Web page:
Fertile waste water:
One person's trash is another person's treasure – or in this case raw material. In this pilot we are developing fertiliser pellets using a phosphate mineral derived from waste water from aircraft.
We want to use this pilot to reduce the environmental impact of waste water. Leon Bakuwel, Utilities Strategic Advisor: ‘We can't live without phosphate. It is essential for the growth of plants and therefore for the food supply, but our stocks of phosphate are finite.’
Rosanne Blijleven, Habitat Management Specialist: ‘The pellets help the grass stay healthy, which means weeds are kept under control. It's also a way to keep birds away. Returning the mineral to the ground is one of the final steps in the process of grassland improvement.’
How are these struvite pellets produced?
During the water purification process, bacteria gorge themselves on substances in the water. When the water is subsequently transferred to a sedimentation tank, the bacteria in the water fall to the bottom, forming a layer of sludge. The water above this sludge is clean and is drained off to the Ringvaart canal, while the sludge is transferred to a digestion tank. The water that is released during this stage is rich in phosphate and is pumped to a reactor where the struvite pellets are formed.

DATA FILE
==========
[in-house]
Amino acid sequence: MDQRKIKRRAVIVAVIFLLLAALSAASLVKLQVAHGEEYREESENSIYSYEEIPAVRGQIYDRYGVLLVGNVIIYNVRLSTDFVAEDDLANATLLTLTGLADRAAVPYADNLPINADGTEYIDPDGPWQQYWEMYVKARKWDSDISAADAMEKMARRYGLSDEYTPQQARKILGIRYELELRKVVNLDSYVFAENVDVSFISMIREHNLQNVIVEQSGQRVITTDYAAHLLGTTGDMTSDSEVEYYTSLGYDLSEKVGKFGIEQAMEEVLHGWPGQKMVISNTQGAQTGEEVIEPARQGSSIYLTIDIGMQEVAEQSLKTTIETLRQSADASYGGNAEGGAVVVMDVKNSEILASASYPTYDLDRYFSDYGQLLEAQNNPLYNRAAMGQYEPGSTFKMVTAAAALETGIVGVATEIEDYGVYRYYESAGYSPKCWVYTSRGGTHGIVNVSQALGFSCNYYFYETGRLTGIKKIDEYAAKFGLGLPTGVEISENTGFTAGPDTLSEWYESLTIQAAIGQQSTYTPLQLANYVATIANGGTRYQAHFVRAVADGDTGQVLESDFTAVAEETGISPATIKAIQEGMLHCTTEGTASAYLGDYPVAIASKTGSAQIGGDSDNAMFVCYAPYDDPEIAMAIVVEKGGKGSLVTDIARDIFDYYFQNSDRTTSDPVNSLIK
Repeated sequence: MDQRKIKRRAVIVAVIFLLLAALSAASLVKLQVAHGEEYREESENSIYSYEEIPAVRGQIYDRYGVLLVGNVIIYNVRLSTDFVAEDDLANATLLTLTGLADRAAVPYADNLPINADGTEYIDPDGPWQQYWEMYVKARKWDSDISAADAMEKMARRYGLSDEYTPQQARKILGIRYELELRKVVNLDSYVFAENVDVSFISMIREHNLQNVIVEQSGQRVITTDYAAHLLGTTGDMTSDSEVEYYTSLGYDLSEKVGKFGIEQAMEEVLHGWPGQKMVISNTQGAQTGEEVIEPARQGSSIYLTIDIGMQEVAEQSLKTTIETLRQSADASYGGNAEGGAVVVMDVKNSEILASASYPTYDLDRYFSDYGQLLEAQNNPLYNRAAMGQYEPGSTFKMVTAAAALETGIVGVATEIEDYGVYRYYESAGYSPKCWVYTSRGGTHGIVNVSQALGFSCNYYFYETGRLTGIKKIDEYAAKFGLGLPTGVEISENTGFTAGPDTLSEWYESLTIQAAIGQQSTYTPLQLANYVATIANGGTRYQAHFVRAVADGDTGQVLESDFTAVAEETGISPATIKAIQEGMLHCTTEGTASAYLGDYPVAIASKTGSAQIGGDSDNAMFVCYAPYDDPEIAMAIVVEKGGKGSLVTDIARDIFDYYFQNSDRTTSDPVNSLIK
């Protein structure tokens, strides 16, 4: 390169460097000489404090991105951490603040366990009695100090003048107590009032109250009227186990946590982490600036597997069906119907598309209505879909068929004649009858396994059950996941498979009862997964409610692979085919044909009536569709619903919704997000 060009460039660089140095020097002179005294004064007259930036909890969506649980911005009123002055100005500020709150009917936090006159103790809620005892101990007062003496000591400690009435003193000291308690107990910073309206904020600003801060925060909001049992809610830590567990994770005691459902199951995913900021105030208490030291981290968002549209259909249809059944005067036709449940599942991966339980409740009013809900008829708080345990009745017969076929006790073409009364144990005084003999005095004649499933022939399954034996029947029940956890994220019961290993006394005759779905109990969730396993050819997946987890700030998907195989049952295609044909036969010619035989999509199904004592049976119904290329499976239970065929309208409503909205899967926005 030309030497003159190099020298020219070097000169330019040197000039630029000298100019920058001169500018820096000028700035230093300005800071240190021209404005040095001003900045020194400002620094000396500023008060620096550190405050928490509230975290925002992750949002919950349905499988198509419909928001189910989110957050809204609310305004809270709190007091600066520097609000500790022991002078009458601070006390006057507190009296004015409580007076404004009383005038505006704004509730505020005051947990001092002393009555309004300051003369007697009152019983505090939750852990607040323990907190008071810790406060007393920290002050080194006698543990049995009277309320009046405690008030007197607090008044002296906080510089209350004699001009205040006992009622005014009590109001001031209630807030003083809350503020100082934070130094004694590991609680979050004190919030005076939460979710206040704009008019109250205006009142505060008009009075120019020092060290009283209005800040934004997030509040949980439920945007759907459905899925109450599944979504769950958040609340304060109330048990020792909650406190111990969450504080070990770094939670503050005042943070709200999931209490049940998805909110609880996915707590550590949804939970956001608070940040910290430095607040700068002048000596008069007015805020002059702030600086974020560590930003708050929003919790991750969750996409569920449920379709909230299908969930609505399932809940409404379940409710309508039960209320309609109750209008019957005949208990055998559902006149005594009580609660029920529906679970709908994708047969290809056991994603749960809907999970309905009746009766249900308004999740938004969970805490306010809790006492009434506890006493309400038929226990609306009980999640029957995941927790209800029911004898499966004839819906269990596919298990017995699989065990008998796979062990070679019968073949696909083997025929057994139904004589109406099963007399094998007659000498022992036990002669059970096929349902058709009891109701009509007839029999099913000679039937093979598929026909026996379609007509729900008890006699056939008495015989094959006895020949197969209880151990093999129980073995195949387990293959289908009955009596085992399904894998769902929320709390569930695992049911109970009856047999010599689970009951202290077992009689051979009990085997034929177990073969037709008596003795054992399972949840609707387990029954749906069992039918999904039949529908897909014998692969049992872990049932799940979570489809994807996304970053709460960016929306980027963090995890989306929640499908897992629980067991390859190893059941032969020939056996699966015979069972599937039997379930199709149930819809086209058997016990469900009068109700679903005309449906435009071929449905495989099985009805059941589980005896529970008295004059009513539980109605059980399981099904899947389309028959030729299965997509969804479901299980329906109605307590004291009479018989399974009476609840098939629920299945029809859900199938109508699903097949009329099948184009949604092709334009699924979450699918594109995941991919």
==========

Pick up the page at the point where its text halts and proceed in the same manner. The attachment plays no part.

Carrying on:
Making adjustments for the future
We could not have done this pilot without the cooperation of waste water purification partner Evides Industriewater, the Vewin water company association and KWR Watercycle Research Institute. ‘The reactor had to be installed next to the water purification plant for the pilot. Evides will soon be converting the water purification plant’, says Leon. ‘We are now in the preparatory phase and will decide later whether struvite production will become a permanent activity.’